Hangover cures don't get much better than White Lily Diner. The Riverside spot features an all-day menu of diner classics like a hot turkey sandwich, buttermilk pancakes and four different patty melts. If you don't know what that is, imagine a burger smashed together with a grilled-cheese and you'll get the idea. White Lily Diner bakes its own bread and ferments its own cucumbers and mustards. It also puts a selection of fresh-baked donuts on sale each morning. The decor stays true to the classic diner style. Comfortable booths line the walls while an eat-in counter and bar stools on the opposite side offers an open pass to the kitchen. 

678 Queen St. E

If the unworldly aroma that permanently lingers outside of Bonjour Brioche isn’t enough to persuade you, then you may not deserve the vast array of ambrosial French pastries just inside the door. The patisserie offers exactly what you would expect – crispy baguettes, flakey croissants, fluffy omelettes, rich brioche, savory quiche du jour… the list goes on. The heated patio provides a comfortable refuge for those committed to people watching in the spring or fall and with its ideal location on Queen East, you can be certain there will be many interesting characters to entertain you. Cash only.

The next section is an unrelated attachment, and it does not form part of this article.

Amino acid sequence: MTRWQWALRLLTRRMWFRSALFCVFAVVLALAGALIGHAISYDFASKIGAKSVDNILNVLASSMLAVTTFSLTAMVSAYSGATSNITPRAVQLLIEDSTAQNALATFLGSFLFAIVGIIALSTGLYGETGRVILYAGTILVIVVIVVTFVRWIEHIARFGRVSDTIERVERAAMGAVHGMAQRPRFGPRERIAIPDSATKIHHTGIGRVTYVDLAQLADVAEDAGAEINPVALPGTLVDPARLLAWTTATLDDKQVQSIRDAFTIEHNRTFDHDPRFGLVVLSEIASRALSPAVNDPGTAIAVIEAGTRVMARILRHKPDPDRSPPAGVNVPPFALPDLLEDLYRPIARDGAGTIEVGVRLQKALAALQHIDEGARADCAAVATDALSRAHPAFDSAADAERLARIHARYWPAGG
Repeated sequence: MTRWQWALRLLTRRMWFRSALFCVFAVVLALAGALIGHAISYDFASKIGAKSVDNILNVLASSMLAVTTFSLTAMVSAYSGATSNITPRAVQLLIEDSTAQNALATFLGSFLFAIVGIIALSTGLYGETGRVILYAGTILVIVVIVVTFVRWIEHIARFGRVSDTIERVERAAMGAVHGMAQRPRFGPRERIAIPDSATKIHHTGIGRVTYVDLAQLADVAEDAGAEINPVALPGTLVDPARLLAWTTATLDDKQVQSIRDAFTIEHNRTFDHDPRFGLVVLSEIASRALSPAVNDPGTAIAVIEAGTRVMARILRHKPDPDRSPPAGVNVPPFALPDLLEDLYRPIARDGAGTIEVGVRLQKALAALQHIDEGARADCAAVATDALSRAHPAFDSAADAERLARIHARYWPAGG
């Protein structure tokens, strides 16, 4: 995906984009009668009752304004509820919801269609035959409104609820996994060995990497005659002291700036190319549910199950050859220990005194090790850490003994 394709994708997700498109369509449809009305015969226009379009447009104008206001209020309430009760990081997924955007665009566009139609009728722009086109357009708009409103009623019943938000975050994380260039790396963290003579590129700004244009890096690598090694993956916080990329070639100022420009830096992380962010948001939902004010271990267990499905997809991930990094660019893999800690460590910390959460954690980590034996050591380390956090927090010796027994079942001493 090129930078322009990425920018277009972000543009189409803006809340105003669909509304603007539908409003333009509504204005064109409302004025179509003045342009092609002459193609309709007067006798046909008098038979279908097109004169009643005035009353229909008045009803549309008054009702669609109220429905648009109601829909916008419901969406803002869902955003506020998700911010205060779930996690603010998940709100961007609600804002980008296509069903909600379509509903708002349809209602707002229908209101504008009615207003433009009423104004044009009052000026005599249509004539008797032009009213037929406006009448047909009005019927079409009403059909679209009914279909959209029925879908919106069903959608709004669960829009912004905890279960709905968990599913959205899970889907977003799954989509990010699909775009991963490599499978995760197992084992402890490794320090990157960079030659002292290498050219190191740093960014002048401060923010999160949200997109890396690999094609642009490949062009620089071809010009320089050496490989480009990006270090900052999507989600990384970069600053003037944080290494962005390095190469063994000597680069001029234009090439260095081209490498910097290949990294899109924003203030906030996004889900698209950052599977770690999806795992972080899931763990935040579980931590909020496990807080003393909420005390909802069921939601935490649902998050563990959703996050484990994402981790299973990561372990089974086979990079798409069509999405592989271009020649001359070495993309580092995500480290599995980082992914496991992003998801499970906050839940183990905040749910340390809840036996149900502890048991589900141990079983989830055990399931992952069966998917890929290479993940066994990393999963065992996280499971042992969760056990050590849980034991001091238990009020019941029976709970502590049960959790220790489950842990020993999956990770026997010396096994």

812 Queen St. E


You need strong coffee, quick service and an all-day breakfast card — good thing OK OK Diner specializes in hangover cure-alls. Sit in a plush booth or hang out on a stool and make small talk with the folks behind the bar at this restored diner that absolutely nails the '50s aesthetic. Hunker down on stacks of buttermilk pancakes, a club sandwich that rivals the best in the city and huevos rancheros, an OK OK signature, made with three scrambled eggs topped with mozza and monterey jack cheese and spicy black beans, then wrapped in a tortilla, grilled and topped with guacamole, sour cream and salsa — phew! If you like to keep things easy like Sunday morning, it's hard to go wrong with the taste and value of two eggs, hash browns, toast and choice of breakfast meat for $5.99.